Bass, beaches, biking…sunrises, sunsets, snook…hatching turtles and good food…words to describe the adventures in 2013. January 2013 started with John and me sitting on the porch creating a list of things we wanted to do over the course of the year, and by the first of December when we’d checked off the last of the items on our 13 in 13 list, we started discussing plans for 2014.
The making of the 2014 list became an event of its own. Both John and I created lists of ideas and then on January 1st we sat down together and revealed our ideas, one at a time, ready for further discussion and negotiation to determine which items would be included on our official 14 in 14 list.
Surprisingly, four ideas appeared on both of our lists and three of those made the final cut. Several of the ideas morphed into more elaborate plans than originally imagined, and after a couple of hours of discussion we agreed on the 14 adventures for 2014.
So what’s on the list?
a trip to Birmingham
another sunrise sunset trip, but with different beaches than those from 2013
visits to several springs throughout Florida
shark teeth and a boneyard
a parade, pancakes, and paella
I know that’s not 14, but it’s more fun to keep a few under wraps.
January 2nd, we hit the road and visited Fanning Springs State Park as the first stop in 2014 and penciled in dates for the events that will occupy our time this year. Can hardly wait!
We started 2013 by creating a list of 13 things we wanted to do in 2013. A quick summary includes beaches, bikes, a bride, and balloons.
Weather presented challenges as we watched both the Atlantic sunrise and Gulf sunset between thunderstorms, packed the tent and left a campground at 10:00pm due to cold, biked and looked for hatching turtles in the rain, and fought the wind at Emily’s wedding.
So it should be no surprise that our final adventure, a post wedding getaway, began under tornado warnings threatening to delay holiday flights along the east coast. However, while we left drizzly Orlando and arrived in NYC under a flood watch, we avoided any flight delays and only experienced light rain throughout the first day of our trip. Of course the temperature remained in the 30s all five days, but we were prepared for the cold.
We feel that a post wedding getaway should be a required budget item when planning your daughter’s wedding. After Meghan and Jon’s wedding we spent a long weekend in North Carolina relaxing and enjoying the fall leaves (of course it snowed in October).
Our original plan this time: a long weekend at the beach relaxing on Sanibel Island. That all changed when I made an off-hand comment about going to the Macy’s Thanksgiving Day Parade. In a matter of hours we booked plane tickets and made hotel reservations. For the final adventure the Macy’s Parade balloons would take center stage.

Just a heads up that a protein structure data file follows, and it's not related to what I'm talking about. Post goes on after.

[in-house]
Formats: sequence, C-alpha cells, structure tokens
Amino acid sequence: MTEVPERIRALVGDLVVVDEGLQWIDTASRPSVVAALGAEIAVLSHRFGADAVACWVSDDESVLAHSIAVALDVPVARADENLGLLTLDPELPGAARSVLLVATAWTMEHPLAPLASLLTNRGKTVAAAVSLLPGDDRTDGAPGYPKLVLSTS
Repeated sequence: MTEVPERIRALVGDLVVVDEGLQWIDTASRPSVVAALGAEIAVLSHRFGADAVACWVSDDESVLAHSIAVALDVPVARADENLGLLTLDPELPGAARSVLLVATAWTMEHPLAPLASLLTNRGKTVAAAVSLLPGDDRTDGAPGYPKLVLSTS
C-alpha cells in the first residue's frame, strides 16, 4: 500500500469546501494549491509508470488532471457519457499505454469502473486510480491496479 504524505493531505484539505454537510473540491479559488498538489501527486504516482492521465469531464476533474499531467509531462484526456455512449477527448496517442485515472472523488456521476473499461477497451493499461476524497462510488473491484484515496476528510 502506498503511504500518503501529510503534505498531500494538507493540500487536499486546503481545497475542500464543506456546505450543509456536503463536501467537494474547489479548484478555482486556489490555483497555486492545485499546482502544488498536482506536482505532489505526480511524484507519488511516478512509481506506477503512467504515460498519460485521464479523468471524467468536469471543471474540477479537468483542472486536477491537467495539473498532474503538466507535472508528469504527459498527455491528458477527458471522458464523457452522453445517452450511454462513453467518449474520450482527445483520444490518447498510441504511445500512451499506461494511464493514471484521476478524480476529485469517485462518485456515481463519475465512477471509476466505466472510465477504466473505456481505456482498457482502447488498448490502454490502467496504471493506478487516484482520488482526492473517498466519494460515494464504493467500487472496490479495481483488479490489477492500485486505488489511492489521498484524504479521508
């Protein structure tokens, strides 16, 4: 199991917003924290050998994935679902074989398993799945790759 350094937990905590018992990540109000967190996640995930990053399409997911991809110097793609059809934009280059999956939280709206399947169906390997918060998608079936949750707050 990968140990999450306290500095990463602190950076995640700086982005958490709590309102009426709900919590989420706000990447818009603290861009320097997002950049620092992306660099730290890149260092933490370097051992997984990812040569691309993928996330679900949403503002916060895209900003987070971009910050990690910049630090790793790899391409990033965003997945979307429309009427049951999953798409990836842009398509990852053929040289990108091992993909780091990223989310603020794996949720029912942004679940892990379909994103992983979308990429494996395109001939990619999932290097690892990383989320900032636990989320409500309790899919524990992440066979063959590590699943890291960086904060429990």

Inflating the balloons
VIP viewing of Macy’s Day Parade
More NYC fun
A wedding and a great post wedding trip – quite a November! Can’t wait to create the 14 in 14 list on January 1st!
John and I did not agree as to whether or not Emily and Brian’s wedding should be included on our list of 13 in 13. I felt the list was “our list” of fun things to accomplish in 2013. John however, felt that despite the fact that we didn’t schedule the wedding for this year, since it’s a major event in our lives and the lives of our family, it needed to be included.
As hard as it is to admit, John was right. How could we leave off an event as important as our daughter’s wedding?
And on Saturday, November 9th, we pulled off the twelfth item on our list for 2013. The transformed airplane hangar at the Apopka Airport provided the perfect location for a wedding attended by 120 friends and family.
The couple exchanged their vows outside shortly before sunset and then the festivities began in the hangar that had been altered the previous two days from an industrial storage space to a magical reception hall. A beautiful day. A beautiful wedding. A beautiful couple starting their life together.
Six weeks left in 2013…twelve down; one to go to accomplish all thirteen items on our 13 in 13 list. It’s been quite a year!
(I love dates with patterns like today…that’s why I posted at 9:10 on 11/12/13!)
Last month we walked and rode the beach in Fernandina observing the sea turtles nests hoping to see hatchlings emerging. While we were not successful in July, we studied the dates on the nests and looked at our calendar to determine when we could return for a second attempt.
Since many of the eggs were laid between June 20th and June 30th, the weekend of August 23rd seemed like time to try again. Another bonus, the tides during this weekend would allow us to ride our bikes on the beach so we could cover more territory. We made reservations, packed our bags, loaded our bikes on the car, and took off Friday afternoon
in the pouring rain. Another weather impaired 13 in 13 adventure.
We arrived slightly before sunset so we were unable to check out the nests and their progress Friday evening. Our plan…get up at 5:30. Begin riding north on the beach by 6:00 (in the dark since sunrise was at 7:00). We rode to Ft. Clinch, past the pier.
We encountered hundreds of critters scurrying across the beach, but they were ghost crabs, not turtles.
We came across a number of horseshoe crabs.
Then in the distance we saw an adult turtle on the beach. Maybe we’d see one laying eggs.